Amazon will ban the use of its facial recognition software by the police for one year. This abruptly shows how quickly the dynamics of law enforcement technology are changing.
The police use of Amazon's recognition software was the subject of Criticism through civil rights Groups for years, but Amazon has repeatedly defended the virtues of law enforcement technology. The company soon changed its mindset blog entry Released Wednesday.
"We have been in favor of governments imposing stricter regulations to regulate the ethical use of facial recognition technologies, and Congress seems to be ready to face the challenge in the past few days," said Amazon. "We hope that this one-year moratorium will give Congress enough time to implement appropriate rules and we are ready to help on request."
The announcement comes two days later IBM said it would handle its facial recognition products in response to the national racial justice movement.
This is a pretty tight hold – only when used by the police and not when collecting facial data or providing additional access or deletion rights.
I mean it's still a win. But doesn't address many problems. https://t.co/mHGT1NbqiR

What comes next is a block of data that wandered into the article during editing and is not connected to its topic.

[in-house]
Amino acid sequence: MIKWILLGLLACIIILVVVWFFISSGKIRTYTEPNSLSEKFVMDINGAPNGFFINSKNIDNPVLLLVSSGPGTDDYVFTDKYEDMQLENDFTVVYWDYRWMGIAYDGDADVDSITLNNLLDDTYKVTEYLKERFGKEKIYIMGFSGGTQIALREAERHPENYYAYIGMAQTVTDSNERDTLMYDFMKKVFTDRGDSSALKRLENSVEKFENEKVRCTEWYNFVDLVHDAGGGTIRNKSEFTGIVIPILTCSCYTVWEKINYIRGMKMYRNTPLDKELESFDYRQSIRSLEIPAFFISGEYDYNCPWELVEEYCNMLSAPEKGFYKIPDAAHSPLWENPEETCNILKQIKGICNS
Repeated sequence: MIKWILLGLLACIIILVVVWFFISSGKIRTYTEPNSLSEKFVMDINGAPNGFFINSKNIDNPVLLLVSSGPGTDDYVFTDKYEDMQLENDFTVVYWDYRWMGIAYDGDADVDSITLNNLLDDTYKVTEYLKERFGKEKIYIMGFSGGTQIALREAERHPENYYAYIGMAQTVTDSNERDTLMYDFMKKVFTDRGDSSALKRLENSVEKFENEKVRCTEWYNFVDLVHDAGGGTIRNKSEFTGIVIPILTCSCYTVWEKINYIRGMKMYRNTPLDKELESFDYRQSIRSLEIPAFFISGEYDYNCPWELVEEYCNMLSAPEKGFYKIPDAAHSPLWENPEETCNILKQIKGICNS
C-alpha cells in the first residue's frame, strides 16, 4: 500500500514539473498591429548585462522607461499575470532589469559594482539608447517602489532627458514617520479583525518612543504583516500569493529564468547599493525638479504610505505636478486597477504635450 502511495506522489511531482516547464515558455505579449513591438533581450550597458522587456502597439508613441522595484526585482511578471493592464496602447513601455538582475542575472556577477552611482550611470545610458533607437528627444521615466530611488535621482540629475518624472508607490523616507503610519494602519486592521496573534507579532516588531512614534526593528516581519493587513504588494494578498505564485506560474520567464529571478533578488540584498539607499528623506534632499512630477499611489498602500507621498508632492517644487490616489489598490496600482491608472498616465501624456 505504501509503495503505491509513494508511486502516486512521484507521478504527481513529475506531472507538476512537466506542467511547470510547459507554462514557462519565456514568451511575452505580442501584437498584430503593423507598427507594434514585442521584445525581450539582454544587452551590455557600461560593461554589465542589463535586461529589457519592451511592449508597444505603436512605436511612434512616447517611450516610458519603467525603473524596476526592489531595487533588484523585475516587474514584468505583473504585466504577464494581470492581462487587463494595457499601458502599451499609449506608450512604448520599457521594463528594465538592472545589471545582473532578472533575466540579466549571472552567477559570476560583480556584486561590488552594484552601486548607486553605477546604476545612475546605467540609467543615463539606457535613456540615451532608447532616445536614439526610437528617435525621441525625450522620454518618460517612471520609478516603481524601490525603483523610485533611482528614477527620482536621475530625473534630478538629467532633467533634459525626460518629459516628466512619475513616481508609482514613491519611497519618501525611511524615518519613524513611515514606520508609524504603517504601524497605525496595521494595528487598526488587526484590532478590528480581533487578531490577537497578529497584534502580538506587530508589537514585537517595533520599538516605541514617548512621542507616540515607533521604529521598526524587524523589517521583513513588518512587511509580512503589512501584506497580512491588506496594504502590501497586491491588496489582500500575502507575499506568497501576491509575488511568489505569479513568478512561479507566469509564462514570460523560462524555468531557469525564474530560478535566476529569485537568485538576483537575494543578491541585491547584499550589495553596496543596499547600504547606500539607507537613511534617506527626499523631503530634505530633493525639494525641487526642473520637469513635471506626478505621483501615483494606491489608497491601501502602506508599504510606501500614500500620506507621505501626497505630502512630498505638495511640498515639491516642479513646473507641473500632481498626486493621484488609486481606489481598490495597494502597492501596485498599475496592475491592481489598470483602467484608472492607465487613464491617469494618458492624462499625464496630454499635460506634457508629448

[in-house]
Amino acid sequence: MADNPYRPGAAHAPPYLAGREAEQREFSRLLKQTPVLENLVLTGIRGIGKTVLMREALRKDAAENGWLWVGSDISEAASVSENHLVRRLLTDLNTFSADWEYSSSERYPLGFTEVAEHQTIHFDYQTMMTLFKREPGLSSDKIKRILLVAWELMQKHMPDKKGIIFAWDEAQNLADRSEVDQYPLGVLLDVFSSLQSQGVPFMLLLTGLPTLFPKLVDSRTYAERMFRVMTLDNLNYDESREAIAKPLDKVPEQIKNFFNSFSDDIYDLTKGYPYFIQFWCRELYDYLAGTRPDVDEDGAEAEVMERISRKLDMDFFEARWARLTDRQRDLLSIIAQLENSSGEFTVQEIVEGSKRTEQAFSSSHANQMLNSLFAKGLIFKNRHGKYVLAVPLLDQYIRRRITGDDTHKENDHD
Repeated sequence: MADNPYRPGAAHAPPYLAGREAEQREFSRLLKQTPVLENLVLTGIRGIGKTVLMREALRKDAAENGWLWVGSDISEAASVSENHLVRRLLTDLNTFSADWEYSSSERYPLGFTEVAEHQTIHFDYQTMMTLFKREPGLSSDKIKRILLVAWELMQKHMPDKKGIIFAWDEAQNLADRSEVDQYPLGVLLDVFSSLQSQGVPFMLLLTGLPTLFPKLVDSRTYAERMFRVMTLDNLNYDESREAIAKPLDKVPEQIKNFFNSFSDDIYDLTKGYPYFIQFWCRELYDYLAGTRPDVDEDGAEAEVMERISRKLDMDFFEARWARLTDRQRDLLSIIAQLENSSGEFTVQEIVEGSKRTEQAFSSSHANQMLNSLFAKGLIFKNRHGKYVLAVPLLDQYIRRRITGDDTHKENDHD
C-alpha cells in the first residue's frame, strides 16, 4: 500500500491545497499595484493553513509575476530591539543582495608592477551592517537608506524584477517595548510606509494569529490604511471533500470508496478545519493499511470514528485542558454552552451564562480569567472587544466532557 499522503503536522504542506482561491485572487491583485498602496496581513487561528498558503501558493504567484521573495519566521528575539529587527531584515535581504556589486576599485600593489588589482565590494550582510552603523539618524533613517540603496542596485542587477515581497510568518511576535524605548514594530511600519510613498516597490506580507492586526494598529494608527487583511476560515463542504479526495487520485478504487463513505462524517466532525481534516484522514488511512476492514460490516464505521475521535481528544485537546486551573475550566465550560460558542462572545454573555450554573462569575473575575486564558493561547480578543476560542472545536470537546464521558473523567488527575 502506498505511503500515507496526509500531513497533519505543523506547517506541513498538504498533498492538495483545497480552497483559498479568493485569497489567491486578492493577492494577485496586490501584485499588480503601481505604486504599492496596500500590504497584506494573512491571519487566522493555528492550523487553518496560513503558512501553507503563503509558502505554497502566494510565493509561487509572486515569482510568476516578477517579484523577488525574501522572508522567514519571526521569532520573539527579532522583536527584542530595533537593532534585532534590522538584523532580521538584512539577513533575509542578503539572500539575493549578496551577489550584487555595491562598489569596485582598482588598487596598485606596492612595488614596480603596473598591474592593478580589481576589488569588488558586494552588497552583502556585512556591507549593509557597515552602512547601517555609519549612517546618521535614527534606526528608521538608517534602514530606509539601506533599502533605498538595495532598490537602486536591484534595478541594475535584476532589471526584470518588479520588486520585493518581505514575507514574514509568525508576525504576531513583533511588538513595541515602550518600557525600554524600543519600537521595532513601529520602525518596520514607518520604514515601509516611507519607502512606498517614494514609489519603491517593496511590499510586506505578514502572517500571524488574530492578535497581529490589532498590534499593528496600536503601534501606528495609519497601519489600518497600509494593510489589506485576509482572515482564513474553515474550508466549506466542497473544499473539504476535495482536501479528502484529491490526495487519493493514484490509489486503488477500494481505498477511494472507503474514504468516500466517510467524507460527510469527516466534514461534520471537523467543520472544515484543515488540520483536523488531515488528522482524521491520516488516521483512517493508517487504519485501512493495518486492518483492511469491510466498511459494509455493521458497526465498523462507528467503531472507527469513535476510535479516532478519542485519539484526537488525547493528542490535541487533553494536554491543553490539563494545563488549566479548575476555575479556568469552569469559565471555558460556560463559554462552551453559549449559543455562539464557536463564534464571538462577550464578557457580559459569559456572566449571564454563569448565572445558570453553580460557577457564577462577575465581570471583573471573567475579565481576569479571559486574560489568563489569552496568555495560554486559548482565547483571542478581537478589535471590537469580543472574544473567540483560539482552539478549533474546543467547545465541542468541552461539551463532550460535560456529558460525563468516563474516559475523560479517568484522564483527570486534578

– Amie Stepanovich (@astepanovich) June 10, 2020
Studies by ACLU and MIT in recent years have shown that facial recognition software misidentifies women and colored people more often than white men, leading to concerns that the technology is disproportionate to communities that have already been over-observed. Amazon disputed the results of these reports, but a federal study released in December increased concern among civil rights groups. It turned out that Asian and African American people were misidentified up to 100 times more often than white men. according to the Washington Post.
"It took Amazon two years to reach this point, but we're happy that the company is finally realizing the dangers of recognizing black and brown communities and broader civil rights," said ACLU of Nicole Ozer from Northern California in a statement.
"We urge Microsoft and other companies to go to the right side of the story with IBM, Google and Amazon," she added.
Amazon said it would continue to allow organizations like Thorn, the International Center for Missing and Exploited Children, and Marinus Analytics to use recognition to "save trafficking victims and reunite missing children with their families."